2. The unknown flower looks like the Corona virus 😉
    My first self bought camera was a Zenit, but a 12 XP. I still have it and it works. Must take it out again.
    Thanks for the post!

  3. It was such a common camera in the Sixties and Seventies: the UK importers even ran a ‘Zenith Man’ competition for a year or two. Built like a T-34 tank, and very possibly in the same factory.

    I bucked the trend, and bought an Exa 500, which had a fully automatic diaphragm and shutter speeds down to 1/2 second…

  4. I doubt I will be alone in saying my first camera was a Zenit (my memory is convinced it was called Zenith, but hey-ho). In my case , an EM, Moscow Olympics edition. I remember the reviews even then acknowledged it had a good lens, and that was good enough for me. When cameras had both interchangeable lenses and sensors, the body was essentially a light tight box. I paid it off over 52 weekly payments through the Kays catalogue (do they still exist?).

    I eventually passed it to my brother-in-law, who used it for years before passing it to his son. Only purchased 40 years ago, so it wouldn’t be beyond the realms that somewhere, it’s still going ‘click’. Actually, I think it went ‘clack’. God I cherished that camera.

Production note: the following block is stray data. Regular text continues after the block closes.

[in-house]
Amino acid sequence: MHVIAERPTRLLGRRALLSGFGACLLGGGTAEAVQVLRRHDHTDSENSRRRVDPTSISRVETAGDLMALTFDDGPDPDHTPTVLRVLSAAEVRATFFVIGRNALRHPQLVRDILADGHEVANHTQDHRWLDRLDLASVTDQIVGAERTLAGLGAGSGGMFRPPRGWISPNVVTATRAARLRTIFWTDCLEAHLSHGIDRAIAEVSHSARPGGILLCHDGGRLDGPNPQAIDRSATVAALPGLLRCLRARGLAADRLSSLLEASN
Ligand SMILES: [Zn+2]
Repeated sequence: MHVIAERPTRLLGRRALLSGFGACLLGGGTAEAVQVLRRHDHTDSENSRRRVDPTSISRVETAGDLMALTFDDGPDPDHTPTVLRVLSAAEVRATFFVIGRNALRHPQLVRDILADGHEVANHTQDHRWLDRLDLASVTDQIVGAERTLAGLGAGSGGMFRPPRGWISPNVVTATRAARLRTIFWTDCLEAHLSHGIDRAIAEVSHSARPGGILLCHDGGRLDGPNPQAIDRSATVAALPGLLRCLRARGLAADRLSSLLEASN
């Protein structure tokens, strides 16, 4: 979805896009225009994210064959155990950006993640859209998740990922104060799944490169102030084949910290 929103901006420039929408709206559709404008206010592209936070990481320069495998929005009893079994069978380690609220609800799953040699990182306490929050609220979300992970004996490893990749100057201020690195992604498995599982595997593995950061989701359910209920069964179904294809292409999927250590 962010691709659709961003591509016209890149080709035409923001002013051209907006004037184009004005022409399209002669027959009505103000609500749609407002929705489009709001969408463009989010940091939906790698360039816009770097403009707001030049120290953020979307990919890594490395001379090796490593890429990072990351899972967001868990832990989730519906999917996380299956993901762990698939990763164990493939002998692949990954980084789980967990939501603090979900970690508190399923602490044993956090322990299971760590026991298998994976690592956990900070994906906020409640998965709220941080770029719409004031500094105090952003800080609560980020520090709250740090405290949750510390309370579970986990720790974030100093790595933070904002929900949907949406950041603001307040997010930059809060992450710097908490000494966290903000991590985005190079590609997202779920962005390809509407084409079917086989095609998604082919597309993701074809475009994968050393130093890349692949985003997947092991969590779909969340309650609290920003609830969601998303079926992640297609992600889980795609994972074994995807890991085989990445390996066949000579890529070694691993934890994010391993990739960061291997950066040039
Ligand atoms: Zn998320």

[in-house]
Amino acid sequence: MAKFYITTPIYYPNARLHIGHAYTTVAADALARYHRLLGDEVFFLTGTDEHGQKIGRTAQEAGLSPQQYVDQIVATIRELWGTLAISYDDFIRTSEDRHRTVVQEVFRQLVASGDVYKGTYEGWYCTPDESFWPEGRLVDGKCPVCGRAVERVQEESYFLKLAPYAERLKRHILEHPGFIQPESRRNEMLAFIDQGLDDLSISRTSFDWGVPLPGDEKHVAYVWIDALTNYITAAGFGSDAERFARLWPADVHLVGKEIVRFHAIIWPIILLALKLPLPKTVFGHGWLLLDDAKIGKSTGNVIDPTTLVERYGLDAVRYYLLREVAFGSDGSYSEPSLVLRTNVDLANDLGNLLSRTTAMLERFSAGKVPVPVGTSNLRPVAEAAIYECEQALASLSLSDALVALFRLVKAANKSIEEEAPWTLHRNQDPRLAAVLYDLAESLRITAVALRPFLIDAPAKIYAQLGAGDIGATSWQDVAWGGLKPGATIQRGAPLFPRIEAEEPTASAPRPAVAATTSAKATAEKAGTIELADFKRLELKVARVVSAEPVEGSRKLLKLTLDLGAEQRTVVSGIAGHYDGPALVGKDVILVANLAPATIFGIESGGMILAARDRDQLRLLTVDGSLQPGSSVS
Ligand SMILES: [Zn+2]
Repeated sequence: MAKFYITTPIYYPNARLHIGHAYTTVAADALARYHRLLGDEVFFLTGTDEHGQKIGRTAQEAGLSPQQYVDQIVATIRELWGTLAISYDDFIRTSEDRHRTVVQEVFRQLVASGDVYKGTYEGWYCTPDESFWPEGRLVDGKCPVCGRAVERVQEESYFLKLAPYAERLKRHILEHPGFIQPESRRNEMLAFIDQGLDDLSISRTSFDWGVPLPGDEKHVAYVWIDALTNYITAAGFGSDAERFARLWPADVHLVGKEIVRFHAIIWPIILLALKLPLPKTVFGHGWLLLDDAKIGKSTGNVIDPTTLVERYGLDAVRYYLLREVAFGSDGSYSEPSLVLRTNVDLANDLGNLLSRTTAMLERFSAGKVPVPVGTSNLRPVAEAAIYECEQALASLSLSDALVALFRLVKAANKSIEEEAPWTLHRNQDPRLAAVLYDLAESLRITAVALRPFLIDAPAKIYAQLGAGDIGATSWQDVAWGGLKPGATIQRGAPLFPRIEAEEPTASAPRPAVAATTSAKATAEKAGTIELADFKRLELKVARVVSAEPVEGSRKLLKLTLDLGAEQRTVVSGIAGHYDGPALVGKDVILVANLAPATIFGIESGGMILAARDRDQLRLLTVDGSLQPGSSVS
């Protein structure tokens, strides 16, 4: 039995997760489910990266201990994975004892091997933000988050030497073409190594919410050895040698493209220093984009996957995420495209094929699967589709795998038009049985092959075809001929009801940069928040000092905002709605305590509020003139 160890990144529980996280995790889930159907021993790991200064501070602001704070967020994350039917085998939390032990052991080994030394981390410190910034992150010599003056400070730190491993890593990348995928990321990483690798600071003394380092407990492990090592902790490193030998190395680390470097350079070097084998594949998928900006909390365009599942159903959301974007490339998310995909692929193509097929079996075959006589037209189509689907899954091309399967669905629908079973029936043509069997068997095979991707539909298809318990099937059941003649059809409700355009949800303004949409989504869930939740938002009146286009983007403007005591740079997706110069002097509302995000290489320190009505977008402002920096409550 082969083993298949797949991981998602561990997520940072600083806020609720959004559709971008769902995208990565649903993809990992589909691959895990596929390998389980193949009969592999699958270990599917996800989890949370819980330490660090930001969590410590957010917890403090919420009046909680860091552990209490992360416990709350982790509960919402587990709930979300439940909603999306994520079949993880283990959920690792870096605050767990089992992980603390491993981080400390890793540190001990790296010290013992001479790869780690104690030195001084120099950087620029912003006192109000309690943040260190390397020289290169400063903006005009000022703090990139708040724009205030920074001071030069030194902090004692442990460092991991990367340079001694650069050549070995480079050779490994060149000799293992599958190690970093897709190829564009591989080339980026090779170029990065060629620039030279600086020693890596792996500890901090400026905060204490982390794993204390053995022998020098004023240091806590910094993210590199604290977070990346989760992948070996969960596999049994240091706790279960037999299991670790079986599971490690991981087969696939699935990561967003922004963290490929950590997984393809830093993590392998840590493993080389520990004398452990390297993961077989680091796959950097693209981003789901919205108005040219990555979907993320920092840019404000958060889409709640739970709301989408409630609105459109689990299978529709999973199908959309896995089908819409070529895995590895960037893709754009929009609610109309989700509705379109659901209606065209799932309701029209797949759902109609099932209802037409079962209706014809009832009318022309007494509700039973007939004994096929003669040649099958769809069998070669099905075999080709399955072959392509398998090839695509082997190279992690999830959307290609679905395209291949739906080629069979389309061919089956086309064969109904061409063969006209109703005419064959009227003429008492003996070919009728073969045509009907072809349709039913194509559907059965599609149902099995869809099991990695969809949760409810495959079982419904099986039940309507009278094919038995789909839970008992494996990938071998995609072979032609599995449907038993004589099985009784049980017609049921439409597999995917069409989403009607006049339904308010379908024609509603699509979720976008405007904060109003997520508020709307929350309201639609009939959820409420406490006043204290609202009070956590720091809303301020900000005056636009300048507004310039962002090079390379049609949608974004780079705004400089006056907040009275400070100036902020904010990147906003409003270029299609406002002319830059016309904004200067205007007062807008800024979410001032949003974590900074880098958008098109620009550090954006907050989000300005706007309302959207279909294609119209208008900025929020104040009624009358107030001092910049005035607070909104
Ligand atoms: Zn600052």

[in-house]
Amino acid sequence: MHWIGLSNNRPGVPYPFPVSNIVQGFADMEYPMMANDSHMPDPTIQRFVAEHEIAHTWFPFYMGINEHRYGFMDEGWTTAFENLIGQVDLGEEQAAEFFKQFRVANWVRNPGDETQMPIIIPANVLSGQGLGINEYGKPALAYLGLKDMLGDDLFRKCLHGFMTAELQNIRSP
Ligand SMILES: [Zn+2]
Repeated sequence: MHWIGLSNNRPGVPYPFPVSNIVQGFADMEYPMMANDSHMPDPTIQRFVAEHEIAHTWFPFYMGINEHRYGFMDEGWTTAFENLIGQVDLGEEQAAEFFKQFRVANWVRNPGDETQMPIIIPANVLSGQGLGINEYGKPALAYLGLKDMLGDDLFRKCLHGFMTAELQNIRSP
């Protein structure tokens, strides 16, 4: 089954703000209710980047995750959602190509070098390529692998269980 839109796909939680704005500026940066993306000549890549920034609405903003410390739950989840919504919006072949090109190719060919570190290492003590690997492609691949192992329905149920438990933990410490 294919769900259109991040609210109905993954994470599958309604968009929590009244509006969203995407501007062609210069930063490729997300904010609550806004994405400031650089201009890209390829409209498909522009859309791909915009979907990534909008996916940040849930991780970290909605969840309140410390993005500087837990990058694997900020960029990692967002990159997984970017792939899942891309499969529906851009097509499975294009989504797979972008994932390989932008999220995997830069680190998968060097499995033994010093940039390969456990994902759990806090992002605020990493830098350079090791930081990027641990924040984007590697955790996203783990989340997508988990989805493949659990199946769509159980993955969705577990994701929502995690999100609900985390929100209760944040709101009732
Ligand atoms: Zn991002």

Thank you Sacha.

    1. Sacha Cloutier

      I find myself lucky in that I got into photography at the tail end of film photography. Although I have spent the last 15 years shooting digital after only 5-6 years of film photography, it stayed with me. My start was on a Minolta XG7. That died after I lent it to someone and it was replaced by one of the more “recent” Nikon automatic SLR cameras that I never took a liking to.
      While I know that it probably does not compare favorably to a Nikon F3 and my Canon A-1 is much simpler to use, there is something about the basic tank that is a Zenit camera. I can understand why a lot of people got their starts on Zenit.
      With this current “new” wave of film photography, I hope that a lot of people will once again get to learn on Made in USSR cameras.

    1. Sacha Cloutier

      The Helios defies all expectations. Somehow I feel that if the lens was from a bigger name, like Canon or Nikon, it would have been written off as being flawed.

  5. You prove: it is not the camera which makes the photographer, but the photographer makes de camera.
    Great pictures with an iconic simple camera : Bravo

    1. Sacha Cloutier

      Thanks! It is one that I will probably never give or sell. It really forces you to pay attention to your basics.